I personally like the simplicity of this for it is easy for me to remember and apply in my everyday life.
So I asked myself, how have I: Grown in Wonder, Connected in Love, Engaged in Service, and Inspired Generosity these past seven years?
Growing in Wonder: To me this means that we honor the awe, the divine, the light in each of us. With these moments of wonder, we find ourselves growing spiritually and transcending on our journeys.

I have felt this each time I step outside of my comfort zone, like speaking in front of all of you today! It is the wonder of the moment when you connect with someone’s story, like what happened when Bobbie read to the youth this morning, I Love You the Purplest, by Barbara Joosse, which is a story I too read to my boys. It is going as a group to Washington D.C. to march for women’s rights in January 2017, something I would have never done on my own. However, being with so many of you who have marched so many times, and being a part of something so big, was made possible because this fellowship supported this important social justice movement. It is getting the opportunity to be an actor alongside the youth during our intergenerational skits that we put on, and being on stage alongside my sons— now those were transformative moments I will always cherish.

Connect in Love: When we reach out to one another, we make connections and we feel the love. I feel it with every smile, greeting, and hug that I get on a Sunday morning. I feel it when I sit in fellowship circle surrounded by friends whom I can trust. It does my heart good to check in with folks, to hear how they are doing, to listen to joys and concerns, and to share our stories and encouragement. Even more tangible is the connection we get when we all hold hands at the end of service, and we can feel the pulse of energy in each other’s hands. To me this is an extra bonus we get when we are present on Sundays.
​Engage in Service: When I engage in service here at the UUFP, whether it be sweeping the floor, cleaning the kitchen, making a pot of soup, creating a schedule for our hospitality team to make Sundays run smoothly, having a productive membership team meeting, or coordinating one of our Membership Orientations, it is through this kind of service that I feel good that I am giving of myself and sharing my talents. This gives me much peace and contentment.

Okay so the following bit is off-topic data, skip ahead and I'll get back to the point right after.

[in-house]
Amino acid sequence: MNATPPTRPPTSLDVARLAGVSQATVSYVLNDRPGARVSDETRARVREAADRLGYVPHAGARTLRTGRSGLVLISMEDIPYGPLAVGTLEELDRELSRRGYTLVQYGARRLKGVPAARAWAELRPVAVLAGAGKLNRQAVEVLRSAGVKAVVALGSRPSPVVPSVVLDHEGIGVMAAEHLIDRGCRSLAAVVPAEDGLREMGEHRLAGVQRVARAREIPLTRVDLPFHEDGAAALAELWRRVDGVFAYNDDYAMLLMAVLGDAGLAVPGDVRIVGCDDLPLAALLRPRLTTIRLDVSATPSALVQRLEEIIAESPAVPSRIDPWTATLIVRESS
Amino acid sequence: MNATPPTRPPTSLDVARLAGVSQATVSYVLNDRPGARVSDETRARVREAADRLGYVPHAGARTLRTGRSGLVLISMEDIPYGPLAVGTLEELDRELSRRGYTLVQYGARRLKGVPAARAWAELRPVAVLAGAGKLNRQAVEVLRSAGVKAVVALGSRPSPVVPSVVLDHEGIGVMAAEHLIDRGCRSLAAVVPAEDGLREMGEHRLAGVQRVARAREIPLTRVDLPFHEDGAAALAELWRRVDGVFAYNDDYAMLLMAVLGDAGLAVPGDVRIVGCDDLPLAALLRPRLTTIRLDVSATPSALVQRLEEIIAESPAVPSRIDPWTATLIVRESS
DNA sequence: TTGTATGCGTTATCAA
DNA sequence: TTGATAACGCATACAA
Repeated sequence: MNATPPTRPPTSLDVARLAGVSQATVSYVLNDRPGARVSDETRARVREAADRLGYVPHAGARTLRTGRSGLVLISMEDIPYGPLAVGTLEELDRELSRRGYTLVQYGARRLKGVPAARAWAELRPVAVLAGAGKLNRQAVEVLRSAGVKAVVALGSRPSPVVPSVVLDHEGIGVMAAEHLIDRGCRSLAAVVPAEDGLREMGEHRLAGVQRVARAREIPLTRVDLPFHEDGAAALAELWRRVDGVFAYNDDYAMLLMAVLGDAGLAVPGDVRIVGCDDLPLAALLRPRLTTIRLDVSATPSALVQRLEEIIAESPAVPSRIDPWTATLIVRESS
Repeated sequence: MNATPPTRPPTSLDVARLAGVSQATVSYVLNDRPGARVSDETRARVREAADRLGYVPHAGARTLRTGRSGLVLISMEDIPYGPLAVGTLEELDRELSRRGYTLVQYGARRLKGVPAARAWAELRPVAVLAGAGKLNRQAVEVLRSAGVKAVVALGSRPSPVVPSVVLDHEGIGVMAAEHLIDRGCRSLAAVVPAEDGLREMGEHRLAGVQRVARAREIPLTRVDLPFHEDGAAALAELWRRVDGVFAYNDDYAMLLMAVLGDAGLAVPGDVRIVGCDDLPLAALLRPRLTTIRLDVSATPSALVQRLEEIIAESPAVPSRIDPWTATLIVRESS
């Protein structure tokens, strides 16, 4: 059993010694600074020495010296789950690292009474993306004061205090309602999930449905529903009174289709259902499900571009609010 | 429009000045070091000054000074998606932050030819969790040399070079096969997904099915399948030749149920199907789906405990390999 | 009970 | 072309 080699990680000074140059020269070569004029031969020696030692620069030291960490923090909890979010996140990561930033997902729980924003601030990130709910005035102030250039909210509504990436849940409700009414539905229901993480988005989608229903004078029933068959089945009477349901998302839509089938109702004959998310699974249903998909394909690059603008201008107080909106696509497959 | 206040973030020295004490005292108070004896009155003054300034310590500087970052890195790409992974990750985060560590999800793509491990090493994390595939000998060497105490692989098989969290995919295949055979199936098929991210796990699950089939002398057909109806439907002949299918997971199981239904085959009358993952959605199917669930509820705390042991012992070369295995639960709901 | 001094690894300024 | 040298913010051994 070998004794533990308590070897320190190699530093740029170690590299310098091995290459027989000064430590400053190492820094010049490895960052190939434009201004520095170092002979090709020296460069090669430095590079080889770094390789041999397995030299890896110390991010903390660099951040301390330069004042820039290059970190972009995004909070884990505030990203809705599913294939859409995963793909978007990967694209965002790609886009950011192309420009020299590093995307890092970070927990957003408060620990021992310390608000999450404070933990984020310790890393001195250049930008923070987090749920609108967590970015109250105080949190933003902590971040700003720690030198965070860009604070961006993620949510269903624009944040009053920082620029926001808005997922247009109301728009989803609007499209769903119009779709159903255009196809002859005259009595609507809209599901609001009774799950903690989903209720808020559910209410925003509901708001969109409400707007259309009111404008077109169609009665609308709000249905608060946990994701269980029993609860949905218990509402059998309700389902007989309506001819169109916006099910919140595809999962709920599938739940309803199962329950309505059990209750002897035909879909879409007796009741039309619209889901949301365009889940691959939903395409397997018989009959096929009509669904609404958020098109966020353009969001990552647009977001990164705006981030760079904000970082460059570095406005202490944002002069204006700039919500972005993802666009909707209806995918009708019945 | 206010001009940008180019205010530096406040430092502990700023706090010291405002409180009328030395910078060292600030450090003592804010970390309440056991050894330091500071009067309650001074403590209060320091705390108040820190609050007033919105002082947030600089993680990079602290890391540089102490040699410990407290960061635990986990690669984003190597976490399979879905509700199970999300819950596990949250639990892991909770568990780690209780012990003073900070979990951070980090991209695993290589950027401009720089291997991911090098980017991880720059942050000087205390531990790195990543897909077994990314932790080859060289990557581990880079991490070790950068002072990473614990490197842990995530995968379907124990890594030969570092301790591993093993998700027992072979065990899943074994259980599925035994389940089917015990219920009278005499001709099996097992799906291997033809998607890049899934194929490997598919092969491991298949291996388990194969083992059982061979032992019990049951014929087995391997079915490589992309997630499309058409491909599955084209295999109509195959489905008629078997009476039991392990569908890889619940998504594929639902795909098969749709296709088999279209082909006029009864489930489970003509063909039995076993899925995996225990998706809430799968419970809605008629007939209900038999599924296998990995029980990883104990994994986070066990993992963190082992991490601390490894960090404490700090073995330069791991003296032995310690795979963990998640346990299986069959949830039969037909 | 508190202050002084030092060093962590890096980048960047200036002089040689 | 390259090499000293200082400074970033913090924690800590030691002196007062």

Inspire Generosity: To inspire generosity can seem like a big task, but I am inspired when I see the generosity in others. I have made so many friends here at the UUFP, and my respect for each of you is of the highest. You have inspired me to be giving because you have shown me that kind of care and love. I can only hope that through my actions, I can inspire others to do the same.

Often at our Pathways to Membership classes we ponder what it means to be a member. For me, being a member is a commitment that I make with the promise that I will share of myself, my time, my talents and my treasure so that I can assure that the UUFP continues to be a beacon of liberal faith in our community. This place, the UUFP, is the place that allows us the diversity to choose if we want to go to a Workshop or if we want to Worship on Sundays, and if we want a little of both! As Unitarian Universalists, we can enjoy many types of Workshops and Worship. Our UUFP holds workshops on a variety of topics and speakers who present every Sunday during Adult Forum, as well as at Goddess Group, and other special classes. As for Worship, well we do that too! We worship on Sundays in this sanctuary; we worship under the stars during Earth Rising Rituals, and during Woman’s drumming circle. Here you can search and find what is most comfortable for you.
As I close, I wonder what your thoughts would be to these questions. What does the UUFP mean to you? And in what ways have you: Grown in Wonder, Connected in Love, Engaged in Service and Inspired Generosity? I know that by being a part of this fellowship, surrounded by all of you, I have grown in my UU faith and will continue to grow. This is why I support the UUFP, so that we all have a place to gather in community as we live out our UU faith of seeking and being in the moment.